Whether you are in the IT department or on the legal team, in recent weeks you’ve no doubt received announcements and advertisements offering technology solutions that promise to help you “achieve GDPR readiness.” While these products can help address certain compliance issues, it’s important to understand their limitations – and that GDPR compliance requires more than technology solutions. Before any tool can be useful, GDPR demands a combination of review, risk analysis and thoughtful decision-making on the part of your company. While software solutions can help with discrete tasks – data mapping, controlling and monitoring who has access to data, and managing consent, to name a few –…
.@EU_Commission announced successful conclusion of adequacy talks with South Korea, confirming alignment of EU & SK #dataprotection laws. Finding covers commercial & public sector, enables data flows between the EU & SK. Adoption expected in coming months. https://ec.europa.eu/commission/presscorner/detail/en/statement_21_1506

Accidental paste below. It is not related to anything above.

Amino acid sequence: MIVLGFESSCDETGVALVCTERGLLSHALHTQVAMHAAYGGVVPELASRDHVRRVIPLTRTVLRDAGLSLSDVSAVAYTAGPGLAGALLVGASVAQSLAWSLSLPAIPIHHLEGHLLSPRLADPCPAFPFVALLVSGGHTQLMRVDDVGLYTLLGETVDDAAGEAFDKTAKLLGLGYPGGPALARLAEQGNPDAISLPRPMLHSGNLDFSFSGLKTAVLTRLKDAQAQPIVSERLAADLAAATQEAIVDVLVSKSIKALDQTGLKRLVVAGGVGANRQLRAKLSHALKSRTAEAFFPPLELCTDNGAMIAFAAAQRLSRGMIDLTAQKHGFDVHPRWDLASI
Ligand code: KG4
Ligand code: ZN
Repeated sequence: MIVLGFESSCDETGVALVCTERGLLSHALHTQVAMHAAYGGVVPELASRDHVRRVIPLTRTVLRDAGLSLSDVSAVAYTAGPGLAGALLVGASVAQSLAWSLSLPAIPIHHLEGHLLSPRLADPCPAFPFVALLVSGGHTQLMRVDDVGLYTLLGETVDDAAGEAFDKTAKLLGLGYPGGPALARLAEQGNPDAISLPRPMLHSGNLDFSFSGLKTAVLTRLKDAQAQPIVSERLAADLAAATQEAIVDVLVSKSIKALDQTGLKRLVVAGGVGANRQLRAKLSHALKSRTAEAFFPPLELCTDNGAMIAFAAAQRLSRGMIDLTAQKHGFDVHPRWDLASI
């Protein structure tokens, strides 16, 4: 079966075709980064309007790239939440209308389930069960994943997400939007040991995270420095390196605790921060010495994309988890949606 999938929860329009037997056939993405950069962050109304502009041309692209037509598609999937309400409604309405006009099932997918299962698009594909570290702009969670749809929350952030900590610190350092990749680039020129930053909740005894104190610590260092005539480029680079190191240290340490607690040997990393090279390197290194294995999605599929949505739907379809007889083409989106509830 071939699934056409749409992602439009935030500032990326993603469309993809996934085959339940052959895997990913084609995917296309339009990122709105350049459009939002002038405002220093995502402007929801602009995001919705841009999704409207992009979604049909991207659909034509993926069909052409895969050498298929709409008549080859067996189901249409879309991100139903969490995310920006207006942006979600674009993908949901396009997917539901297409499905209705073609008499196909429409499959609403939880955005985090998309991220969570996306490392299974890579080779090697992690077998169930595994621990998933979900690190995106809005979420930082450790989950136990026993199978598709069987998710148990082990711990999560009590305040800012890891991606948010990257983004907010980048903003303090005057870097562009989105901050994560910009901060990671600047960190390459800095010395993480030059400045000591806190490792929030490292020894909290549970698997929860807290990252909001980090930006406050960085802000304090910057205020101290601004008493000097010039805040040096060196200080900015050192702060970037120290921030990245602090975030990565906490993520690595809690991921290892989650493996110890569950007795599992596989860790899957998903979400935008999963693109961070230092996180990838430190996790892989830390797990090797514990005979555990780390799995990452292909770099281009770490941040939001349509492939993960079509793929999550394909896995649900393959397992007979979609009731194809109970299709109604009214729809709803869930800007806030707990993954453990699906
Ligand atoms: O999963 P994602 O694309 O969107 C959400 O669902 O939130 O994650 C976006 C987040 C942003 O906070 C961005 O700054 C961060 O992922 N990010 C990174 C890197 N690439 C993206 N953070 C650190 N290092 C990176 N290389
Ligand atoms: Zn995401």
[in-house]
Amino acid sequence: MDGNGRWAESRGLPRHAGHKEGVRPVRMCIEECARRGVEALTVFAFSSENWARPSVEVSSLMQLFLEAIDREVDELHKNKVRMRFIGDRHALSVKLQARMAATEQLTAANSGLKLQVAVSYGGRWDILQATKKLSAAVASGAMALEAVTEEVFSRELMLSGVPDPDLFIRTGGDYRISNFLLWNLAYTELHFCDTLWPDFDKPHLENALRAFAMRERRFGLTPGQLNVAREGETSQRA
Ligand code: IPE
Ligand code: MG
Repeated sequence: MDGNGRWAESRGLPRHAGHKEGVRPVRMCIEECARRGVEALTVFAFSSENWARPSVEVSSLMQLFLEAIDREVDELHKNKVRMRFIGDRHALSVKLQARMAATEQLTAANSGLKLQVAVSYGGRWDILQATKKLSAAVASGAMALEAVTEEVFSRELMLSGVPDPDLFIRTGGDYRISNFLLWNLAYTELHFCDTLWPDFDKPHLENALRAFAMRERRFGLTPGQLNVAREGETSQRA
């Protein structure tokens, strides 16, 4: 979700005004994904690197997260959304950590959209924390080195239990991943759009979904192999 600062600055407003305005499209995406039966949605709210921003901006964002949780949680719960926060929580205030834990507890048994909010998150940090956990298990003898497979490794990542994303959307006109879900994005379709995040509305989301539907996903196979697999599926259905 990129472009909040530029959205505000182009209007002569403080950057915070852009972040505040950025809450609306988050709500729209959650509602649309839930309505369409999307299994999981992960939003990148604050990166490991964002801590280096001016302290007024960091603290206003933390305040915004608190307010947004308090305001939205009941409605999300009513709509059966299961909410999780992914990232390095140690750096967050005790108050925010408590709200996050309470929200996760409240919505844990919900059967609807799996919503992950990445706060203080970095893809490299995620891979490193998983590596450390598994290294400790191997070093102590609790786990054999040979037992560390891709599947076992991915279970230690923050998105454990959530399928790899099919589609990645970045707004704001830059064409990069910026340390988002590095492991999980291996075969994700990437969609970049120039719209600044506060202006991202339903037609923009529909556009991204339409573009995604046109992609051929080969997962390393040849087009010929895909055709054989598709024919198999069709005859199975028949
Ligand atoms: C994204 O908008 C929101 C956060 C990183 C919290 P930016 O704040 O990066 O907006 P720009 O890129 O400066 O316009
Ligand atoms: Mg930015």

Dutch DPA announced a €475,000 fine for Dutch headquartered @bookingcom for failure to report #databreach within 72 hours of becoming aware of the 2019 incident. Breach resulted in unauthorized access to login credentials, criminal access to data of 4000 customers.
Bavaria #DPA declared company’s (controller’s) use of US email marketing service #Mailchimp in #Bavaria impermissible due to failure comply with #SchremsII mitigation requirements with respect to transfer of e-mail addresses to Mailchimp in the US.